Dell, Incorporated is a computer hardware manufacturer and distributor. The company is one of the world's largest computer distributors in terms of both quantity of units sold and gross income, and one of the United States' largest corporations. From 1999 until 2006 Dell delivered more complete computer systems worldwide per quarter than any other PC manufacturer. However, a bad reputation stemming from poor customer support had seen Dell's market shrink, with rival Hewlett-Packard outselling Dell for the first time in Q4 2006. Dell is now attempting to improve it's image with Linux-based desktop and laptop models, a community-driven idea generation website, and a move to less expensive AMD processors.
Most of Dell's products are IBM PC-compatible desktop, laptop, and server computers using Intel or AMD processors. The company also markets a line of HTC-produced handheld computershand, rebranded computer peripherals such as keyboards and mice, and Sony-developed monitors and televisions. Other Dell-branded peripherals such as scanners and printers are often designed in-house with production outsourced. Dell also distributes third-party hardware such as gaming consoles from Sony, Nintendo, and Microsoft. Often Dell will market via the company website third-party devices that compete with it's own products, such as the Palm Tungsten handheld that competes with Dell's own Axim line.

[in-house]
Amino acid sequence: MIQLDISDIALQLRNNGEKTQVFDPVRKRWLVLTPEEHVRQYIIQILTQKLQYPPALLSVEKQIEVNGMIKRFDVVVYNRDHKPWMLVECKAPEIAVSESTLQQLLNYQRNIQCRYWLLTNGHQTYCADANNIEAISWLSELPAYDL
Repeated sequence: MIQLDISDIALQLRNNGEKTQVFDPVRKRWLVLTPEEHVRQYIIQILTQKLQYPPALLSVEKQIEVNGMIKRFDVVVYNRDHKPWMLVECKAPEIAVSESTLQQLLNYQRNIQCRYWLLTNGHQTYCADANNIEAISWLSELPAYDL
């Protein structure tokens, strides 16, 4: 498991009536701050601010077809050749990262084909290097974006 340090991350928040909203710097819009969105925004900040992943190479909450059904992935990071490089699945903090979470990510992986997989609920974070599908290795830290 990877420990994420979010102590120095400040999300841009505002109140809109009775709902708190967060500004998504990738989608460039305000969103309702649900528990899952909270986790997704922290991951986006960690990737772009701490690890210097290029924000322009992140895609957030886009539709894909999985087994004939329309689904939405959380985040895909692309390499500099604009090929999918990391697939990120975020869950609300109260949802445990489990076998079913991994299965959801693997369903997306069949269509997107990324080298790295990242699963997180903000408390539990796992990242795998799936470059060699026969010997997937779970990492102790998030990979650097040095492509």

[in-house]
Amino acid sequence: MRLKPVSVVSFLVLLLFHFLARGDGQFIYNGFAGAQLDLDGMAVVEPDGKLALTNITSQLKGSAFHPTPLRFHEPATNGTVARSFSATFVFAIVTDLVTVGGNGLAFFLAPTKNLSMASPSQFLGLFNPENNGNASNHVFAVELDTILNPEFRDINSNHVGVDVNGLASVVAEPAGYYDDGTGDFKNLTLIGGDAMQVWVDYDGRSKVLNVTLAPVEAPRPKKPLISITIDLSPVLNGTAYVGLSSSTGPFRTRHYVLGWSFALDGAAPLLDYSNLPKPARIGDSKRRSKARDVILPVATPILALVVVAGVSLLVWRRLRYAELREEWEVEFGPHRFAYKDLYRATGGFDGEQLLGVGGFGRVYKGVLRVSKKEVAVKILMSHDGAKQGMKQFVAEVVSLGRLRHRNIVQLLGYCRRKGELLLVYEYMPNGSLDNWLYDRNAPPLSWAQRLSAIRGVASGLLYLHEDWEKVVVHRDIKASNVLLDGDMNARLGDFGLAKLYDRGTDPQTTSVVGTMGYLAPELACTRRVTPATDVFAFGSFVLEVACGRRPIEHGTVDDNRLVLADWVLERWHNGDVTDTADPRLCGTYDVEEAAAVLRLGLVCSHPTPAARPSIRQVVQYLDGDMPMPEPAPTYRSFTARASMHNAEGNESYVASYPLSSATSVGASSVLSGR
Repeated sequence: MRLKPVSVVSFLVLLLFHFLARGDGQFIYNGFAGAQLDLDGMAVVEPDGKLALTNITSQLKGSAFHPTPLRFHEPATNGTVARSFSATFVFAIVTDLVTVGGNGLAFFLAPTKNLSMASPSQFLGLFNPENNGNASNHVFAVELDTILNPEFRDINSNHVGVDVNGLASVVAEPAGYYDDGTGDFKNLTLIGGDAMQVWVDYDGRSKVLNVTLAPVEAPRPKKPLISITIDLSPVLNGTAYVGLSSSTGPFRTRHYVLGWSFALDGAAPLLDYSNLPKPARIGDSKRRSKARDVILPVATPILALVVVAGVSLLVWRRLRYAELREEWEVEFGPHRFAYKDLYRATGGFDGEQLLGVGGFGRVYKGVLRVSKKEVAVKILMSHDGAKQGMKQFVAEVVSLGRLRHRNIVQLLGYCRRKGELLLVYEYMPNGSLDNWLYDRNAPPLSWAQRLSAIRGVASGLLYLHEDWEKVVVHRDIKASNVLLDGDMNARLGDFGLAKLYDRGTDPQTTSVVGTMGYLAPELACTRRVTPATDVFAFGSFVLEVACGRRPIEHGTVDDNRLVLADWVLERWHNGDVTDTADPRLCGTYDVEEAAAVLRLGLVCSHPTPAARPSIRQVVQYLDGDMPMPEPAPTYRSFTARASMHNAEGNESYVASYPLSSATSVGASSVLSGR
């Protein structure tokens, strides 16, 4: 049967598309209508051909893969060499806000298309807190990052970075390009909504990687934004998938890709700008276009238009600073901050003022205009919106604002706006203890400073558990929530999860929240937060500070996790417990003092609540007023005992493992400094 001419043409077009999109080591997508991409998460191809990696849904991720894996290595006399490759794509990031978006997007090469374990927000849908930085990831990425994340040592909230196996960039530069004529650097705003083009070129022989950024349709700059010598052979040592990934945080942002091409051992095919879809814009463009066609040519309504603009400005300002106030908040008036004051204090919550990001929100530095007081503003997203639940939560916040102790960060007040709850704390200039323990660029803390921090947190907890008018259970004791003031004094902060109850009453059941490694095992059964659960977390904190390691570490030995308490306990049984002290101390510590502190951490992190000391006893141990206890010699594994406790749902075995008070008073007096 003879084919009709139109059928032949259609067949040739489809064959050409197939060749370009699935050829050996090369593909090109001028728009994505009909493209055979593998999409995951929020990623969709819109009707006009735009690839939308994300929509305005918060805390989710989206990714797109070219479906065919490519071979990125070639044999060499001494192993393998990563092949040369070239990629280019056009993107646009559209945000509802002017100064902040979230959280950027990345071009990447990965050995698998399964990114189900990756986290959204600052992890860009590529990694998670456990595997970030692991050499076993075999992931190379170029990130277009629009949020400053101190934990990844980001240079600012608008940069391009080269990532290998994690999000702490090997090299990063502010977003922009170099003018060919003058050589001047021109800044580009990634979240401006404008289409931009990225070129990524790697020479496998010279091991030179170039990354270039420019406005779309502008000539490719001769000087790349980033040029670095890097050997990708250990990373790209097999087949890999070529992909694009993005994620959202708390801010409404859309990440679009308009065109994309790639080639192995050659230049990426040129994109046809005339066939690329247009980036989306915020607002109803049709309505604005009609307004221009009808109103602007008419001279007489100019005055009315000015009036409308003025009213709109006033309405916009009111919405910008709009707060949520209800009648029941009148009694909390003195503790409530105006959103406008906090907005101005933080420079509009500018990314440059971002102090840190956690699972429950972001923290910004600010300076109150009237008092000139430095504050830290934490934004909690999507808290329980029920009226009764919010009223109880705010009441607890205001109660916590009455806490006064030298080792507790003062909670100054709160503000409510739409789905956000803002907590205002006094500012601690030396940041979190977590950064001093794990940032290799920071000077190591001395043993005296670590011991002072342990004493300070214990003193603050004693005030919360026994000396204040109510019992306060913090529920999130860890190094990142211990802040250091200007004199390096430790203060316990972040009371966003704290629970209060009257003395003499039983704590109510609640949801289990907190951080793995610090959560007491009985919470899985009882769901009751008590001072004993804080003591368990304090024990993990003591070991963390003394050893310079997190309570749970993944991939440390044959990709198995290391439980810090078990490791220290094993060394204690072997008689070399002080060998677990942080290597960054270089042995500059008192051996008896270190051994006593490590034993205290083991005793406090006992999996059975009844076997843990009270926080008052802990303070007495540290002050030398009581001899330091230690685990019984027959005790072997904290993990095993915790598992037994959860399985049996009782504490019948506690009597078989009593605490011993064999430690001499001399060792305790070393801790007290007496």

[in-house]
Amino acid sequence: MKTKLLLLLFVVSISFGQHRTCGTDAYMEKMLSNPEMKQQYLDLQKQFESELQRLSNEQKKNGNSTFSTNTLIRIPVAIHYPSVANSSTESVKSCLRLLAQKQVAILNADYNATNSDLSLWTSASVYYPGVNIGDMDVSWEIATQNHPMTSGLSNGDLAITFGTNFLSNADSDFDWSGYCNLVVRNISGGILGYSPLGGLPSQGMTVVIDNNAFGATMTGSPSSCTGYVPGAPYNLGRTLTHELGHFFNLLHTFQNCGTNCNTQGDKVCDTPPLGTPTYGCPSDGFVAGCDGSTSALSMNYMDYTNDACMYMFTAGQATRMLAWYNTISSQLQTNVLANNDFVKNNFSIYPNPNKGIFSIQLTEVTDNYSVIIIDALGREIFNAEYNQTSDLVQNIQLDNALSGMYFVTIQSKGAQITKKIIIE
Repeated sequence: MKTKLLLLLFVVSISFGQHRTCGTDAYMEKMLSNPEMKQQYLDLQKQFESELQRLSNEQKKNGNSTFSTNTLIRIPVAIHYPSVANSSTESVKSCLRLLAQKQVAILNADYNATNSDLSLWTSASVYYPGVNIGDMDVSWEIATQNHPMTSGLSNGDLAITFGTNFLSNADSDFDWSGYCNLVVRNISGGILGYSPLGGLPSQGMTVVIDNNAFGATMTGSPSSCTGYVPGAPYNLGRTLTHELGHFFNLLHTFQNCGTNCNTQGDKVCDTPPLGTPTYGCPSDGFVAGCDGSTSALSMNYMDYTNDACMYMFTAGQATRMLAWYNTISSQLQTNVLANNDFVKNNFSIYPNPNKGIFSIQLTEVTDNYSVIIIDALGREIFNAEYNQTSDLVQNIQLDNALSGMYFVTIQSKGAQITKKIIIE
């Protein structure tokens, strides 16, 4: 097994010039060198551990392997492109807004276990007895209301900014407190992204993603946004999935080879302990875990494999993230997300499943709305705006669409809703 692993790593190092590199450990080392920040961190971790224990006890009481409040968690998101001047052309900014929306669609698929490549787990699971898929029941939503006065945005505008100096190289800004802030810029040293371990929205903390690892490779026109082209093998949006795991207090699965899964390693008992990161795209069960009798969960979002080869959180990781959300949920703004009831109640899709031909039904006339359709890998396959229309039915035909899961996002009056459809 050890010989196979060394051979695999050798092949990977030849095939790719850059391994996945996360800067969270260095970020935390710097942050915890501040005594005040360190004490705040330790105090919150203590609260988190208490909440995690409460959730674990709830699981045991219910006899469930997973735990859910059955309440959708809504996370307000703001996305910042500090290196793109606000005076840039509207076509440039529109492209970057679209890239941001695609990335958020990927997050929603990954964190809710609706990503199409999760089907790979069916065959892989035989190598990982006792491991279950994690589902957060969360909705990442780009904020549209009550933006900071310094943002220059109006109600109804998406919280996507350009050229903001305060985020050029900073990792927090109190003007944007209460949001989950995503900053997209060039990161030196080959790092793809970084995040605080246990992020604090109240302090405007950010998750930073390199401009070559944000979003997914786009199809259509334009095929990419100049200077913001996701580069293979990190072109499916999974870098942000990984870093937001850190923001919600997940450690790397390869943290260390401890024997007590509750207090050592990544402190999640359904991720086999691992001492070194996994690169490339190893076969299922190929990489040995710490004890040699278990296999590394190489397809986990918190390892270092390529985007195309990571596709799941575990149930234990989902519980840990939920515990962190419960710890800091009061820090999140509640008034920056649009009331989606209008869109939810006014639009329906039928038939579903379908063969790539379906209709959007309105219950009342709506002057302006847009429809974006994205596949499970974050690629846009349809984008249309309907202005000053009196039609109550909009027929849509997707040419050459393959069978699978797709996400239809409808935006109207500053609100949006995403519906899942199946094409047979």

Dell Computer was founded as PC's Limited in 1984 by university student Michael Dell. Selling assembled computers from his dormitory room, Michael abandoned the university during the planning stage of his first in-house computer design in 1985. The company was so successful that within two years PC's Limited had distribution offices in Europe, and changed it's grammatically-incorrect name to Dell Computer Corporation. By 1991, seven years after selling it's first computer, Dell Computer Corporation was listed in the Fortune 500. With much experience in mail order telephone sales, Dell was one of the first companies to offer computers for mail order via the Internet. The Dell Coupon program made many Internet models cheaper than other brands, and continues to be popular to this day.